In South Carolina, Elliott’s education and ability quickly placed him among the most influential African Americans in the state.
Legislator, congressman. Details of Elliott’s early life are uncertain. His modern biographer, Peggy Lamson, believes that he was born on August 11, 1842, in Liverpool, England, of unknown West Indian parents. Contemporary accounts state that he was born in Boston, educated at High Holborn Academy in London, and graduated from Eton College in 1859, although no evidence survives to corroborate these claims. It does seem likely that he did enjoy a substantial degree of formal education, since Elliott was universally acknowledged to be highly literate and learned. In 1867 Elliott moved from Boston to Charleston, South Carolina, where he accepted a position as an associate editor of a black-owned Republican newspaper, the South Carolina Leader. Around 1870 he is believed to have married Grace Lee Rollin, a member of a distinguished Charleston free black family. The couple had no children.
In South Carolina, Elliott’s education and ability quickly placed him among the most influential African Americans in the state. In 1868 Elliott, Jonathan J. Wright, and William Whipper were the first African Americans admitted to the South Carolina Bar. Elliott soon after turned to politics. He was an adept orator and first entered the political spotlight as a delegate to the 1868 constitutional convention. That same year he was an unsuccessful candidate for lieutenant governor but was elected to the state House of Representatives from Barnwell County. Serving in the House from 1868 to 1870, Elliott chaired the committee on railroads and sat on the committee on privileges and elections. His political skills were apparent to allies and opponents alike, with one conservative newspaper reporter describing Elliott as “the ablest negro in South Carolina.” He was chosen state assistant adjutant general in 1869, in which role he was responsible for organizing the militia, but he resigned in December 1870 in protest over Republican Party corruption. Also in 1869 Elliott was elected president of a state labor convention, which sought to improve working conditions among the state’s newly emancipated black laborers.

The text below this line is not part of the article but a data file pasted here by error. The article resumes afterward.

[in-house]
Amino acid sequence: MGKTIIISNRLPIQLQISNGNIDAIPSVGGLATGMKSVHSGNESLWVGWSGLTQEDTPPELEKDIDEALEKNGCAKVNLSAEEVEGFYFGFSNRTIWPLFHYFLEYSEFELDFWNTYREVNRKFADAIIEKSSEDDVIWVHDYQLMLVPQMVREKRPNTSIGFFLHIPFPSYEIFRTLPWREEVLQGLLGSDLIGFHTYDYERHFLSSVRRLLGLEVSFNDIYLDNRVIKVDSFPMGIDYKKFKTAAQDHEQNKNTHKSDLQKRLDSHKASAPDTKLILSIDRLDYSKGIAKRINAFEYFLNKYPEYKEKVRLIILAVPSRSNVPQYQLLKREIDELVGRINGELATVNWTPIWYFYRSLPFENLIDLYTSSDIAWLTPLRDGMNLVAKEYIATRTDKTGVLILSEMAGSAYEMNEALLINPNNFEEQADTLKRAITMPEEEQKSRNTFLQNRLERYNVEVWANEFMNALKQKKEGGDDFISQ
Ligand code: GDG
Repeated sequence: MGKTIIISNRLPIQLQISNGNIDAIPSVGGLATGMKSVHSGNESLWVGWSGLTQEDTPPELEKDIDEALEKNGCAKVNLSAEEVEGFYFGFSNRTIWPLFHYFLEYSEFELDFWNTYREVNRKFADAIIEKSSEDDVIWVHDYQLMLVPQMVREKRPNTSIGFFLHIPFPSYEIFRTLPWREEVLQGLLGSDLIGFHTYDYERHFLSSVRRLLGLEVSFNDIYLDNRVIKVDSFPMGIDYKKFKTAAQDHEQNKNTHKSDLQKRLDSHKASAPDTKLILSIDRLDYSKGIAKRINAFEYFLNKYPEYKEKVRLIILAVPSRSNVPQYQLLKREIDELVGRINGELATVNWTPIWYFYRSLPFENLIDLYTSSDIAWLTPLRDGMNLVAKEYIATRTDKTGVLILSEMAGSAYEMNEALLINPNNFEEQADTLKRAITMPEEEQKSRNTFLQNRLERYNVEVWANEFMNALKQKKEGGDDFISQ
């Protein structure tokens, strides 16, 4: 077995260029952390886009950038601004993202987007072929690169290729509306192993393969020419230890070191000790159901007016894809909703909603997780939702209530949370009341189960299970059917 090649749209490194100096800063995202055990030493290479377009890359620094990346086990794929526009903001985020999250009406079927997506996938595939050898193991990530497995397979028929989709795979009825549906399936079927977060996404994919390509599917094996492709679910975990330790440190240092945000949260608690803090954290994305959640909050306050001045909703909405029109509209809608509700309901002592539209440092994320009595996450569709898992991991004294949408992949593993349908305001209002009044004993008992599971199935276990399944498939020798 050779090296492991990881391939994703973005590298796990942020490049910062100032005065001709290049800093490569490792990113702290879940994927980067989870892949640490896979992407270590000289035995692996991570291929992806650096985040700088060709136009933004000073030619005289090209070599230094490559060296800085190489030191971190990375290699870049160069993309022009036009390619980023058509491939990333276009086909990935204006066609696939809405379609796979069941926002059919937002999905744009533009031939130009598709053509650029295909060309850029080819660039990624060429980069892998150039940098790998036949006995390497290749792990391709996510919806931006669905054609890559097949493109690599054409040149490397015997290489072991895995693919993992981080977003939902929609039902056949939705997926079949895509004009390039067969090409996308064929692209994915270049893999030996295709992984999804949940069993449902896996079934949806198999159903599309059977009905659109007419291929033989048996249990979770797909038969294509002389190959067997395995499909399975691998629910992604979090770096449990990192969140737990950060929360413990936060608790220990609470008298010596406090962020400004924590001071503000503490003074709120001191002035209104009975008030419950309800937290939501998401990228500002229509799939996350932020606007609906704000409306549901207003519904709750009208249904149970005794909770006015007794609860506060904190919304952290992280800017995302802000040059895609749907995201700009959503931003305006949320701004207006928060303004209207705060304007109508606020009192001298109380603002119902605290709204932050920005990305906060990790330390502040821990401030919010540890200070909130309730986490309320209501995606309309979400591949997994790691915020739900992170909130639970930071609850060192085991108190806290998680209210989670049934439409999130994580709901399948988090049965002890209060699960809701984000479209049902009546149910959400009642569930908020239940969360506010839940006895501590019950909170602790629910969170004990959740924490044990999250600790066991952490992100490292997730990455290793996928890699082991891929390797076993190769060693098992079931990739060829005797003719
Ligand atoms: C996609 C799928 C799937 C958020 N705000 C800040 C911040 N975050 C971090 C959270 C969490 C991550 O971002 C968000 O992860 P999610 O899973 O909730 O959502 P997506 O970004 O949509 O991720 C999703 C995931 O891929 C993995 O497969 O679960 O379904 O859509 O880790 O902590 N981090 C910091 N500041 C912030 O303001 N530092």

In 1870 Elliott defeated a white candidate for his first of two terms in Congress. The first full-blooded man of color elected to Congress, Elliott took his seat in the U.S. House of Representatives on March 4, 1871. He employed his oratorical skills to condemn the Ku Klux Klan in South Carolina and to champion civil rights for African Americans. He resigned from Congress in 1874 and returned to the South Carolina General Assembly, where he served as Speaker of the House from 1874 to 1876.
Elliott’s political career ended following the controversial election of 1876 and the return of the Democratic Party to power in South Carolina. He spent most of his later years as an outspoken, controversial Republican Party leader frustrated at the loss of federal support for black civil rights. Following a series of federal patronage positions in South Carolina and Louisiana, and failed law practices, Elliott died penniless in New Orleans of malarial fever on August 9, 1884. He was buried in that city’s St. Louis Cemetery Number 2.
Holt, Thomas C. Black over White: Negro Political Leadership in South Carolina during Reconstruction. Urbana: University of Illinois Press, 1977. Lamson, Peggy. The Glorious Failure: Black Congressman Robert Brown Elliott and the Reconstruction in South Carolina. New York: Norton, 1973. Williamson, Joel. After Slavery: The Negro in South Carolina during Reconstruction, 1861–1877. Chapel Hill: University of North Carolina Press, 1965.